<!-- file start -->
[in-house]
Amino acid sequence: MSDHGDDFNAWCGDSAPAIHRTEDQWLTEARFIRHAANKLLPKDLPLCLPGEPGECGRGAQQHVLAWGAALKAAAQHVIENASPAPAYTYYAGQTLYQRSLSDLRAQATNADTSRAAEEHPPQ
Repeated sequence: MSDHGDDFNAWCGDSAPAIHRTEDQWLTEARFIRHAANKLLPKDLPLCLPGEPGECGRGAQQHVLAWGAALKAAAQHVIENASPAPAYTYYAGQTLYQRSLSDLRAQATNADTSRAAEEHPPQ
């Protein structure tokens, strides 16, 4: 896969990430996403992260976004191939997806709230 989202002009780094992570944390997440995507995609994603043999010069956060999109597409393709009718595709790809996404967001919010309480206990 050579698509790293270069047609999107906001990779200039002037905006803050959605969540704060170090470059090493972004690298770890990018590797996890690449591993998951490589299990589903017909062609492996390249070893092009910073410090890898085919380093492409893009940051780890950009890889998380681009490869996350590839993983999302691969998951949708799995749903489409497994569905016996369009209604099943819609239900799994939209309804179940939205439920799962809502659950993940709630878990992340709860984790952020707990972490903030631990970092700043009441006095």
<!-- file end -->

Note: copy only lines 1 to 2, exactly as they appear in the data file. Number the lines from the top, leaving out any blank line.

[in-house]
Amino acid sequence: MSDHGDDFNAWCGDSAPAIHRTEDQWLTEARFIRHAANKLLPKDLPLCLPGEPGECGRGAQQHVLAWGAALKAAAQHVIENASPAPAYTYYAGQTLYQRSLSDLRAQATNADTSRAAEEHPPQ